Many news channels were taken off-air due to the coverage of Maulana Fazlur Rehman’s press conference on the “Azadi March.” A channel was served notices on the complaint of the Prime Minister and the PEMRA imposed a fine of Rs1 million on it. The report also says 60 journalists were booked in 2019 for allegations of extortion, kidnapping for ransom, police encounters, attempted murder, blackmailing, etc. However, the journalists claimed that they were victimised owing to their fair reporting against authorities.

Recently, Azharul Haq Wahid, a jobless journalist from Lahore, fell prey to the Prevention of Electronic Crimes Act (PECA), 2016. Wahid, who was working with a TV channel, was arrested by the FIA in a case of sharing anti-state content on social media. The content of the first information report reads: “It has been learnt during the scrutiny of social media that anti- state and defamatory material against public functionaries and state departments is being uploaded through a Facebook ID in the name of Wahid.” Is it not a ridiculous report written under the PTI government? The FIA has already made such cases against journalists Shahzeb Jilinai, Rizwan Razi, Zafarullah Achakzai and many other social media activists. All the cases have proved futile. But, there is no doubt about it that the government and non-state actors do not like criticism. They take no time to silence dissidents.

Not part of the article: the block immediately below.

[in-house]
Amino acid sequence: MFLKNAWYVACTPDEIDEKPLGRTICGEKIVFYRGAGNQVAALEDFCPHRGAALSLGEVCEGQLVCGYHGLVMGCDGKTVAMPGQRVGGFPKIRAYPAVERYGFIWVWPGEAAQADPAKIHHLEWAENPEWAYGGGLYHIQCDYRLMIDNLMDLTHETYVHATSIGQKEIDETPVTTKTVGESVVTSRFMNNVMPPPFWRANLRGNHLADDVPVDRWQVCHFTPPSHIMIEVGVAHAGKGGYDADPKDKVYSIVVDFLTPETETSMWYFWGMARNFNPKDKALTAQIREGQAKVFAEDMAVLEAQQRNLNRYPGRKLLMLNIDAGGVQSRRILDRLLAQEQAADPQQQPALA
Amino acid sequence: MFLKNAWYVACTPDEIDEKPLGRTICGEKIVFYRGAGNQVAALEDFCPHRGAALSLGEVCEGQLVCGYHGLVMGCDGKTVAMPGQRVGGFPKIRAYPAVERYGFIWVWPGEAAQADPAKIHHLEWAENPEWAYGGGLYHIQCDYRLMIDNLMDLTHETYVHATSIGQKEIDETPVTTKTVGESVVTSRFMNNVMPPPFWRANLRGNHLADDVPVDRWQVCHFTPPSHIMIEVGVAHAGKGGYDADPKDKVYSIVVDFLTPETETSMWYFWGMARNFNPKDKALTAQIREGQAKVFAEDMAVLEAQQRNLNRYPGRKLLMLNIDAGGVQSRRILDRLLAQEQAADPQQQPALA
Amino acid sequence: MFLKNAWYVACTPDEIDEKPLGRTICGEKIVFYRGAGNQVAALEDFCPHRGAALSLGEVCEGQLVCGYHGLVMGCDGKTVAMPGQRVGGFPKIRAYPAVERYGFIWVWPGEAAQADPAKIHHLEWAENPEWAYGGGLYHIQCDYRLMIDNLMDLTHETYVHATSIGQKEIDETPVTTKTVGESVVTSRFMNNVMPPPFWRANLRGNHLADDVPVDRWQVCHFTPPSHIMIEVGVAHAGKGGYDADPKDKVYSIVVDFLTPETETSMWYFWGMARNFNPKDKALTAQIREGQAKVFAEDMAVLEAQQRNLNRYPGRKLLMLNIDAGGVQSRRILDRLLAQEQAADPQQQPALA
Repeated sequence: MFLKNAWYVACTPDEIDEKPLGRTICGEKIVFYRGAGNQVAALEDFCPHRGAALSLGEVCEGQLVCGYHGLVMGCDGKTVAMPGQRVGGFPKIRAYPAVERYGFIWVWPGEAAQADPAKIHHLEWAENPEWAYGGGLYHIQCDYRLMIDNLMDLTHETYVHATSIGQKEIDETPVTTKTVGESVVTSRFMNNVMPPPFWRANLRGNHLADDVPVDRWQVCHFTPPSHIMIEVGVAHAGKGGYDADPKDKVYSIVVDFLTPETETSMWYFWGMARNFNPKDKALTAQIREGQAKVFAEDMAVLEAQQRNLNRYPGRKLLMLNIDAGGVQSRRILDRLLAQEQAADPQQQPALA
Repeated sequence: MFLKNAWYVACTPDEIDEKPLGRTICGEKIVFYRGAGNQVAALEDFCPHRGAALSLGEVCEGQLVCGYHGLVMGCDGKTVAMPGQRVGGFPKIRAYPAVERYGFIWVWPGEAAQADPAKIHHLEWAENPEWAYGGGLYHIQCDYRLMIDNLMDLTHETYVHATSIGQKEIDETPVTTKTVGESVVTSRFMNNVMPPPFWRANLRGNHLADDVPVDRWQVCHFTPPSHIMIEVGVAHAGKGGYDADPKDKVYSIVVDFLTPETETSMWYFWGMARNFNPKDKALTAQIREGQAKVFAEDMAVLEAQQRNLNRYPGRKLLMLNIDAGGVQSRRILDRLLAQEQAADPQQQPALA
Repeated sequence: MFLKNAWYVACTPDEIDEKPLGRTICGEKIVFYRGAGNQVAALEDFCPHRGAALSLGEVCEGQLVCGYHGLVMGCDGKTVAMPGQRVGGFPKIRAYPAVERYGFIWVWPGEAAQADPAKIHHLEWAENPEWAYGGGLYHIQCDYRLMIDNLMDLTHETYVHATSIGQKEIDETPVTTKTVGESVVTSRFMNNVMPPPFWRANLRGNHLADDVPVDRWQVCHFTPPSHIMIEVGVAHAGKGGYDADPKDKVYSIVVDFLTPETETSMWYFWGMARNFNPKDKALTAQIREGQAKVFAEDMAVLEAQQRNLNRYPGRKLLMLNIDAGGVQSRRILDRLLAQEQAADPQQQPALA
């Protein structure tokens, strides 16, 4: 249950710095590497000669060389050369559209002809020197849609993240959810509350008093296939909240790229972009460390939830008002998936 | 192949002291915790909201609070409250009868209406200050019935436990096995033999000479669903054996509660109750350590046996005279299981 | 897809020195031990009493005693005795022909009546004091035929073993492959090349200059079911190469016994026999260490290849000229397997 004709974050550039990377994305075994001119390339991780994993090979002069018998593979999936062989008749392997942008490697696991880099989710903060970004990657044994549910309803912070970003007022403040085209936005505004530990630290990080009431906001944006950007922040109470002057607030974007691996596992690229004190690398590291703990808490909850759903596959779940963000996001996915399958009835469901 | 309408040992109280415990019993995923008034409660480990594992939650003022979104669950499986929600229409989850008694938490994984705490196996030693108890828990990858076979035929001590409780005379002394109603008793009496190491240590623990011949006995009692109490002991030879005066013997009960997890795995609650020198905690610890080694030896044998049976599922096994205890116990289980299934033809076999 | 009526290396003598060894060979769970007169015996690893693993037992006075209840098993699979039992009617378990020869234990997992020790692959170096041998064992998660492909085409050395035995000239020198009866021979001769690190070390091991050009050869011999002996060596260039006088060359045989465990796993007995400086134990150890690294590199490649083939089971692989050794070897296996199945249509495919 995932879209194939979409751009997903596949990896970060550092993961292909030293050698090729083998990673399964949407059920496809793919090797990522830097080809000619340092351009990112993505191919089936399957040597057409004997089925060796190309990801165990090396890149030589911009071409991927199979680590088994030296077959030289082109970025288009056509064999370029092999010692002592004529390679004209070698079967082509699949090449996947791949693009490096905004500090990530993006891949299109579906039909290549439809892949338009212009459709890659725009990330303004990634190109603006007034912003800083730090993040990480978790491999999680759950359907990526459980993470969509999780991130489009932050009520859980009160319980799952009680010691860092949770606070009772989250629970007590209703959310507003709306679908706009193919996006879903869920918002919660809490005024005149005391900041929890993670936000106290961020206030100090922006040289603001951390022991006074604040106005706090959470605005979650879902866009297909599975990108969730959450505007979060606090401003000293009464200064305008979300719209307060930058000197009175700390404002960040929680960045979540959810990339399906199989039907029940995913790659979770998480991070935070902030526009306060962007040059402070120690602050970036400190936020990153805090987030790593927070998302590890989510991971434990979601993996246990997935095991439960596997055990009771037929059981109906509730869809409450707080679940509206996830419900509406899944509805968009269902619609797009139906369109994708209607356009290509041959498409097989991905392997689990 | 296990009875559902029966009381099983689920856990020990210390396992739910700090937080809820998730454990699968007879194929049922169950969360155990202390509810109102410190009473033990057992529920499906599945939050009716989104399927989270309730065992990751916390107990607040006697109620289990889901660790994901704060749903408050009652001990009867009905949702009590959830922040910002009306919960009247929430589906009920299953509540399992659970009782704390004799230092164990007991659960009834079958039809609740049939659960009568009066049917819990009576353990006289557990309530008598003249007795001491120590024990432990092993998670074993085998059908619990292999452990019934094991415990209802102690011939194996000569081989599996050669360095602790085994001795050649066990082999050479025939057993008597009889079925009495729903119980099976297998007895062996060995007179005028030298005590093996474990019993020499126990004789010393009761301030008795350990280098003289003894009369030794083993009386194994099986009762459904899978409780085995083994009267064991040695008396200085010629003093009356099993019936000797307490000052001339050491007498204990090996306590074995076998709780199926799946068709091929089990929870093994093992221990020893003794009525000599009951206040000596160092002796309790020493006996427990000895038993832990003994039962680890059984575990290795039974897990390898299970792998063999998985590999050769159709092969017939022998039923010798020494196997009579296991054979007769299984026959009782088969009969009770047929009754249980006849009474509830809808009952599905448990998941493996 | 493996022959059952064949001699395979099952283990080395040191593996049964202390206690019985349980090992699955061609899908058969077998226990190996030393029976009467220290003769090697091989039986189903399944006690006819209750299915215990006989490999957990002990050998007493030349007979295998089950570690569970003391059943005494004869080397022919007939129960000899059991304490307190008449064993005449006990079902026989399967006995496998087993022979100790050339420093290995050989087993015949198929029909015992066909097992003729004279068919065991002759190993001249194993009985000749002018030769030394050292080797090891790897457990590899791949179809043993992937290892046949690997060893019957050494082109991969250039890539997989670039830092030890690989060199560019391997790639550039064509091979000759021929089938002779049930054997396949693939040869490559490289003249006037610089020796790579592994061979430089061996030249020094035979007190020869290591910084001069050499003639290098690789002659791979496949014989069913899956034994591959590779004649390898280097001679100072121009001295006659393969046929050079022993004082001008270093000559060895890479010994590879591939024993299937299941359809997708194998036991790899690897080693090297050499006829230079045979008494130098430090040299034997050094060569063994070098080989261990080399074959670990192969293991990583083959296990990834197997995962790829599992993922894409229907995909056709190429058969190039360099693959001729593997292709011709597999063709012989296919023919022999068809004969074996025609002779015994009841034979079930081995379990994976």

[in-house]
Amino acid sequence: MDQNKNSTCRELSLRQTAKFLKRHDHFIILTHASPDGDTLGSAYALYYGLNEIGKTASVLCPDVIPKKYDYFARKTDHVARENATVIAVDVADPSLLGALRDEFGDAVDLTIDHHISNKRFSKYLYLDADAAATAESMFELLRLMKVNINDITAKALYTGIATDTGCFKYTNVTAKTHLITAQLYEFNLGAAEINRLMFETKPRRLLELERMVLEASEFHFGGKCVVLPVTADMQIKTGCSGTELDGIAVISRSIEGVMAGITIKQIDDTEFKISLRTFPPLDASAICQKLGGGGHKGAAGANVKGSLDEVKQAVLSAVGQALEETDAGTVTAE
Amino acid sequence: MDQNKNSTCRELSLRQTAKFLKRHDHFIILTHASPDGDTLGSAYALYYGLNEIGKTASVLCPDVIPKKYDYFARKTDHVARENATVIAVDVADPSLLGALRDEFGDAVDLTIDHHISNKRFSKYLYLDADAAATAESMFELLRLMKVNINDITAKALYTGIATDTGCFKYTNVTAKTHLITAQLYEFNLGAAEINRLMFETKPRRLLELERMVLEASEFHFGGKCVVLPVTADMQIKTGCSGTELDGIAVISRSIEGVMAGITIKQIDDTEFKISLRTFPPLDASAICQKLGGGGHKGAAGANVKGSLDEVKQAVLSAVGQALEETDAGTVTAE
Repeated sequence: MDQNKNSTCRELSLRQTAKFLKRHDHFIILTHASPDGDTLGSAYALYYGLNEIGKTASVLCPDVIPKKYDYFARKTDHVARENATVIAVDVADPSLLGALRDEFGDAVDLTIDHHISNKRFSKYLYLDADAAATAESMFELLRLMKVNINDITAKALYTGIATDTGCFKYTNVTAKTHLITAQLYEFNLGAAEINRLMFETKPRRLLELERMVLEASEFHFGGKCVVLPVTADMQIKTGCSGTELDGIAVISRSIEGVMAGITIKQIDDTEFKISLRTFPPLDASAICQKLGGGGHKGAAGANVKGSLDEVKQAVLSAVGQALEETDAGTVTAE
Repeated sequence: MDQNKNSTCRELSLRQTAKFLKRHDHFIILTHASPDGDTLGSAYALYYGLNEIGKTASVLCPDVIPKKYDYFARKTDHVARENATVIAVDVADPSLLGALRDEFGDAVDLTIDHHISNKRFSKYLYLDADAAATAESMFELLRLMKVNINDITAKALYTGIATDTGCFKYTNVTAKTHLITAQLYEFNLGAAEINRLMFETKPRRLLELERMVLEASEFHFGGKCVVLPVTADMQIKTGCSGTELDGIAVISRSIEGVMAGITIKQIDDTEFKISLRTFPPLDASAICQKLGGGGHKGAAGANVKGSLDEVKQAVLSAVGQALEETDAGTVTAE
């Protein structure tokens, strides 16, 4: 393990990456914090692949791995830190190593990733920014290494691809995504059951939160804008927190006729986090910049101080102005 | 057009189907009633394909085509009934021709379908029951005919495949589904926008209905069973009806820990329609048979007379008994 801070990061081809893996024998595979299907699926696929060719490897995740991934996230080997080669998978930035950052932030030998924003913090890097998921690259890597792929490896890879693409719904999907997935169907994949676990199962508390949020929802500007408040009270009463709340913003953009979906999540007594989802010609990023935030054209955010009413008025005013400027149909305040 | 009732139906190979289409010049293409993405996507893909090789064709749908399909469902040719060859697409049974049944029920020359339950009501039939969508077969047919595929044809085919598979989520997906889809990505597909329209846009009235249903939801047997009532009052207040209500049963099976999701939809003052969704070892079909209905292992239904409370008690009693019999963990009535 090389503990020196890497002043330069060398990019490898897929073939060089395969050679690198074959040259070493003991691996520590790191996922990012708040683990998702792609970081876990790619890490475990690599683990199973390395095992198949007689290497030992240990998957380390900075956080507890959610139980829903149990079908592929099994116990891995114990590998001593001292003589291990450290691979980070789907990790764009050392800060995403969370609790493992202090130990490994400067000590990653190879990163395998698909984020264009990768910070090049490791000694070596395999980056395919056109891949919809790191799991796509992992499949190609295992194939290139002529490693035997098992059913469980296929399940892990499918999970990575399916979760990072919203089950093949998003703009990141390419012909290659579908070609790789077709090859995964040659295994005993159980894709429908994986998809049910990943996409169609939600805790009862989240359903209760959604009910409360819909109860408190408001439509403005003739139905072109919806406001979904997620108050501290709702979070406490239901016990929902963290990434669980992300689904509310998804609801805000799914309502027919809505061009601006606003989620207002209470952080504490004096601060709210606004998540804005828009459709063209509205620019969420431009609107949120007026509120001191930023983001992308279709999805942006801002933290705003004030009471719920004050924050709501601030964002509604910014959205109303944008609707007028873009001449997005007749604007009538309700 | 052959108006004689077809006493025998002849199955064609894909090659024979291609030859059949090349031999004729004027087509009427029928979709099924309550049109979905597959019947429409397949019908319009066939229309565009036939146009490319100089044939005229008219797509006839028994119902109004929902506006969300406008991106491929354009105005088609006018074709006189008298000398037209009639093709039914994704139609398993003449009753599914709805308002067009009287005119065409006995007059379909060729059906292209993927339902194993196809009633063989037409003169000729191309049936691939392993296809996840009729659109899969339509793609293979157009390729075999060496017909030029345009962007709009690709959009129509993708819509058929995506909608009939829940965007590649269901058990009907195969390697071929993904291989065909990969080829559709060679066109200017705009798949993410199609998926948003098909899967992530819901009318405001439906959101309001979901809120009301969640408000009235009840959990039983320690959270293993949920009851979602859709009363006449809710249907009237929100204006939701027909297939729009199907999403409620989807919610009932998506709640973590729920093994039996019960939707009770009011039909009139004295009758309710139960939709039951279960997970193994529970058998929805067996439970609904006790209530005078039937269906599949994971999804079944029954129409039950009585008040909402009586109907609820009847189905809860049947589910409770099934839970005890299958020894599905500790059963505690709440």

However, it goes without saying that no real democracy can grow without a free media and freedom of expression. Imran Khan and his PTI government should learn the truth very quickly that a nation and its media rise and fall together. If they want to turn Pakistan into a real democratic country, they should not impose restrictions on the media and freedom of expression.